Nothing Can Be Accomplished Without Solitude

Pablo Picasso? Apocryphal?

solitude08Dear Quote Investigator: To accomplish an arduous cerebral task it is necessary to avoid quotidian interruptions and achieve a deeper form of concentration. The remarkable painter Pablo Picasso has been credited with the following perceptive adage:

Without great solitude no serious work is possible.

This quotation is popular, but I have only been able to find it on websites and in recent books and periodicals. Are these the genuine words of the modernist master?

Quote Investigator: In 1989 the prominent Spanish writer Camilo Jose Cela told a newspaper reporter that the remark above was spoken to him by Pablo Picasso. Yet, the conversation between Cela and Picasso must have occurred many years before because the famous painter died in 1973. A detailed citation is presented further below.

A similar statement was made by Picasso in 1932 as reported in the newspaper “ABC” based in Madrid, Spain. The news story was obtained via telephone while Picasso was in Paris. The artist emphasized the pivotal importance of solitude to his work. But his description suggested that solitude was a psychological state that he was able to enter without the knowledge of others. Below was the original Spanish text (English is further below): 1

No se puede hacer nada sin la soledad. Me he creado una soledad que nadie sospecha. Pero el reloj dificulta hoy la soledad. ¿Ha visto usted algún santo con reloj?

Picasso’s thoughts were translated and published many years later in 1960 in “The New York Times”. The text consisted of a single paragraph attributed to Picasso in an article section titled “Ideas and Men”; no source for the words was specified: 2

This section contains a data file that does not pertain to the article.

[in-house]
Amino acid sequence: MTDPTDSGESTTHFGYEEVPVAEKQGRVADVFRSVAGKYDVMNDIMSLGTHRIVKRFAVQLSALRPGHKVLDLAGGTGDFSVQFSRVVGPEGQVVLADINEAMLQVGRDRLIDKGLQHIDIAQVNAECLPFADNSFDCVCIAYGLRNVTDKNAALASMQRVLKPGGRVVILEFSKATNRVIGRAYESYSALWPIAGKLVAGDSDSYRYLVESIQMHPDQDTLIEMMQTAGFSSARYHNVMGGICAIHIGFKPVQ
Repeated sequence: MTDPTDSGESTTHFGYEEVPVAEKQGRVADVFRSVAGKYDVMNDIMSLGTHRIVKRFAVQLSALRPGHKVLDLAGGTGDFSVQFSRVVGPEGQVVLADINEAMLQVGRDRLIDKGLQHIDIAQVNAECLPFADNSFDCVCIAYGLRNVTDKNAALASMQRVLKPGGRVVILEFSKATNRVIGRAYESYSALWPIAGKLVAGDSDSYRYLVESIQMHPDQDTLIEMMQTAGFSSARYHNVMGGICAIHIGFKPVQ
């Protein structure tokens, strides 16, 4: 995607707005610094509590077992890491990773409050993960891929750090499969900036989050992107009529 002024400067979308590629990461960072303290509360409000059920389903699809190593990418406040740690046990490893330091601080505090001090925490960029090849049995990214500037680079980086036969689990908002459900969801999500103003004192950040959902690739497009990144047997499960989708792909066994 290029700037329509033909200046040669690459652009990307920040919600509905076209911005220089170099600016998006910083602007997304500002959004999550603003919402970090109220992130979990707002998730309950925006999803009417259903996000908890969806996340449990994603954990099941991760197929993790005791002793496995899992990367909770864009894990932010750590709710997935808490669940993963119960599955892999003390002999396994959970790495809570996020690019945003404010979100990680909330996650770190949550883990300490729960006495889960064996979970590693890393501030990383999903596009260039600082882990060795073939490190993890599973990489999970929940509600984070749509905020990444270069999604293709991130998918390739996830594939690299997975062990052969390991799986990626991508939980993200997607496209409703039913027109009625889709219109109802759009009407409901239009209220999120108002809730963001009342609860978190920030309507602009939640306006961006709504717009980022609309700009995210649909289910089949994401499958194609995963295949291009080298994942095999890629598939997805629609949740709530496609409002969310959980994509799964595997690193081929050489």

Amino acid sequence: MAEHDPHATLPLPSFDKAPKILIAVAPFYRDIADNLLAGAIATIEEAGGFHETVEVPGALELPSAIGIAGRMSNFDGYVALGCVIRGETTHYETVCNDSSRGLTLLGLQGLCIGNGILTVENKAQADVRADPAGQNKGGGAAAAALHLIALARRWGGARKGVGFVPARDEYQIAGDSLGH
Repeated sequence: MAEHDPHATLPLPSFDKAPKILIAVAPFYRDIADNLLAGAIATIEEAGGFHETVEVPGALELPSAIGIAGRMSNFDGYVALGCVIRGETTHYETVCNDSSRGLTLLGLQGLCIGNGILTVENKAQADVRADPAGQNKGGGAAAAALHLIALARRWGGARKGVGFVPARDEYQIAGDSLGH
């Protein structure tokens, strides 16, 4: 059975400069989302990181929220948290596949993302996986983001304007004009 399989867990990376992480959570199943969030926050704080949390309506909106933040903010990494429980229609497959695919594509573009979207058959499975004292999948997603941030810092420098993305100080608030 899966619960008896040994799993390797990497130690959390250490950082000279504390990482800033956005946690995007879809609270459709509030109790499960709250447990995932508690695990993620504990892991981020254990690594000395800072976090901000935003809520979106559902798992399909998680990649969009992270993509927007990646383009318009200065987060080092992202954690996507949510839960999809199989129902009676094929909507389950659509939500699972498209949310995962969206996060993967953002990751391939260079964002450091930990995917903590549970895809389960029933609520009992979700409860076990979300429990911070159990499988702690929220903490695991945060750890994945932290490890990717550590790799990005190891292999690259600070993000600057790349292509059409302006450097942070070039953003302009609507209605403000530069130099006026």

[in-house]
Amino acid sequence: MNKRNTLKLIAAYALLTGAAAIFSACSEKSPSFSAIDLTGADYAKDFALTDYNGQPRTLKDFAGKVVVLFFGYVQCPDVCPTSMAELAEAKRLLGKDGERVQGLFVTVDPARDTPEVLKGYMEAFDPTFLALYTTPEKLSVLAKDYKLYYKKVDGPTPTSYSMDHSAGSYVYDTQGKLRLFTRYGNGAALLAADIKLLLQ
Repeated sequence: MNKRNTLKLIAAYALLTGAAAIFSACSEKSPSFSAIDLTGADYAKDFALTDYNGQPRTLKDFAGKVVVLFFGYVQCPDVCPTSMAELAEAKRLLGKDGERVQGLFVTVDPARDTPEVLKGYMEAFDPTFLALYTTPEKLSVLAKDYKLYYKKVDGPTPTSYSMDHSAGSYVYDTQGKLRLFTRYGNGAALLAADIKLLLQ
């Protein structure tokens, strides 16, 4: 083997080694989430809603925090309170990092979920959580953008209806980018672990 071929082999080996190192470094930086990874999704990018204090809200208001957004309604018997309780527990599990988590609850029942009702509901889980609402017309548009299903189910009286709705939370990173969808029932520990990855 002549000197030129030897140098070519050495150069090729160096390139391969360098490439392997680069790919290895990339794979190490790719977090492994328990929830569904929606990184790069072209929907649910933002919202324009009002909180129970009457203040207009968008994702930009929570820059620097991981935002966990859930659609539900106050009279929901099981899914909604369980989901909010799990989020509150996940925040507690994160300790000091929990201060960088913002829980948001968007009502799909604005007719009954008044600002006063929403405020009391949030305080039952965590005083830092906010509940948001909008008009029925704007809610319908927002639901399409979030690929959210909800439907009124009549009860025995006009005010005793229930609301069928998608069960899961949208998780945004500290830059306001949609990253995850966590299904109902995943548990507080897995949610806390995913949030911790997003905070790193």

Nothing can be accomplished without solitude. I have made a kind of solitude for myself which nobody is aware of. Today it’s very difficult to be alone because we have watches. Have you ever seen a saint wearing a watch?—PABLO PICASSO

Here are additional selected citations in chronological order.

The paragraph from New York paper also appeared in an article titled “What Life Has Taught Me” under Picasso’s byline in 1962 in the periodical “Music Journal”. The journal article was considerably longer than the text fragments published by “ABC” and “The New York Times”. QI believes that another source text in Spanish probably exists. Below is an excerpt showing some additional remarks from the artist: 3

Nothing can be accomplished without solitude. I have made a kind of solitude for myself which nobody is aware of. Today it’s very difficult to be alone because we have watches. Have you ever seen a Saint wearing a watch?

If more people could only comprehend that an artist must create because he has to create, because he is possessed by his art! The artist is only a very tiny part of the universe and should not receive more attention than anything else on earth that gives us beauty, joy and replenishment.

In 1989 the Spanish novelist and essayist Camilo Jose Cela was awarded one of the most prestigious prizes in literature, and he was contacted by a journalist from the “Los Angeles Times”. Cela recounted to the reporter an insight he had been given from Picasso. Quotation marks were not placed around the words, and one would expect some inexactitude due to human memory and translation: 4